He took a few steps into the foyer. Doorless openings separated the tiny entrance from the rest of the apartment. More than one room. It would have been refreshing if Peter’s voice hadn’t immediately started playing in his head; must be a newer complex. The lobby used slate instead of linoleum tile, a bit more expensive but lasts longer and saves on cooling. I remember approving the blueprints in 327. Not my best work, but...

    “Is there somewhere we can talk freely?” He asked, a bit stronger than he meant to.

    There was something about his presence that felt unsettling. It wasn’t just the way he talk nor the way he looked at her when he spoke.

    No, it was something… else.

    She chewed on the side of her cheek diverting her eyes to floor. After a prolonged pause, she nodded her head and inclined her chin in the direction behind him, “Back bedroom.”

    Izzy took the lead, cutting passed the common area where her niece and nephew still sat perched on the balls of their feet leaning over the table edge. Reassuringly, she smiled at the two of them. The youngest resumed interest in his toy, but Ames watched the two of them curiously as they crossed behind the couch to her sister’s bedroom.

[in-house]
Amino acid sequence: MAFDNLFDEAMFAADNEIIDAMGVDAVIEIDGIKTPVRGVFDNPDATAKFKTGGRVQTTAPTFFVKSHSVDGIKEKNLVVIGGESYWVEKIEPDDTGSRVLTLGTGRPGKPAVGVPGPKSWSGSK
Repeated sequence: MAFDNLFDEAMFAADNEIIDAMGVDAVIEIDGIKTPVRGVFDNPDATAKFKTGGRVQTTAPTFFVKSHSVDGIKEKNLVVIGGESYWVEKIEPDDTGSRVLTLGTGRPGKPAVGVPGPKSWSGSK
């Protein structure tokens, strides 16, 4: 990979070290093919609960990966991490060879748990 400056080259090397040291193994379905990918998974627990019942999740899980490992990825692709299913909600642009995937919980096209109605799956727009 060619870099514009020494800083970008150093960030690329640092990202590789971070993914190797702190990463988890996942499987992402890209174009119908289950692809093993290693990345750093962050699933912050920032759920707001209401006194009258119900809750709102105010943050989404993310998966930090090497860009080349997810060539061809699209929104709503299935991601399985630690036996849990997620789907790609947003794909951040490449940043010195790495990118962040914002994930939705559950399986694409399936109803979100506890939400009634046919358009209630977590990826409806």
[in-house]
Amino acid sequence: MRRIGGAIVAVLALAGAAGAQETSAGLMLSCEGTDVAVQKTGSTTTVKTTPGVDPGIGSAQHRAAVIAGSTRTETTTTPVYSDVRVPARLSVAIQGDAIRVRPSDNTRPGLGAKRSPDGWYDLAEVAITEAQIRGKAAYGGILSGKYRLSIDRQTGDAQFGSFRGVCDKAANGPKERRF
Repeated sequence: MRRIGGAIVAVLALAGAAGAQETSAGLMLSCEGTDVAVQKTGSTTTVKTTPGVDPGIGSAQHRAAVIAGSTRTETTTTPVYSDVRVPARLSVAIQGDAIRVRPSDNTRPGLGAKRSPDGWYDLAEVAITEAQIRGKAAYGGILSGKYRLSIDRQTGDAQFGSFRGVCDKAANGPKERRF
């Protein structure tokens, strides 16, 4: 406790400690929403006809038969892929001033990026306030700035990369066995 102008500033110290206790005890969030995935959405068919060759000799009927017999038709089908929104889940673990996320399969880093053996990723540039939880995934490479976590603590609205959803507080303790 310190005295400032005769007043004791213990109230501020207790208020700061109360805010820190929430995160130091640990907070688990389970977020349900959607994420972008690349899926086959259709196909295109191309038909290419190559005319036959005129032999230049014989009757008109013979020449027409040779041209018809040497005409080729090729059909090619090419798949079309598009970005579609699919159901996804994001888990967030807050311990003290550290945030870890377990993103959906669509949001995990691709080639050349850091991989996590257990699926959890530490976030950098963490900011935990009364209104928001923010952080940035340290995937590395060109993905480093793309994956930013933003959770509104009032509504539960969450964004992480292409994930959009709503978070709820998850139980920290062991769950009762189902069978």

Izzy wouldn’t exactly be able to hide this house-call from her sister. It was bad enough that Jasmine was wildly overprotective, add a stranger to the mix and there would no doubt be a discussion later that evening.

    Quietly, Izzy shut the door behind them.

    “What did you mean when you said 'lucky for Pryce his schedule hasn’t changed yet'?” She crossed her arms protectively against her chest, “What exactly happened?”

    “What exactly has happened, is that you’ve been promoted.” He pulled a file folder out from under his coat and tossed it on the bed. “On the highest authority too, you should be proud.”

    Recovering those files had been more difficult than Gregory would care to admit. The reclaimers were already processing Morgan’s apartment by the time he got there. Come to think of it, they should be waking up right about now. With any luck, his brief visit will be the only thing they’ve forgotten.

    “You’ll be filling in for the late Morgan Thames.” He explained. “The details are in there, but his duties pertained mainly to supplies and recruitment.” He glanced at his watch. “I’ve also been assigned to train you. Our first rendezvous is in forty five minutes, can you be ready by then?”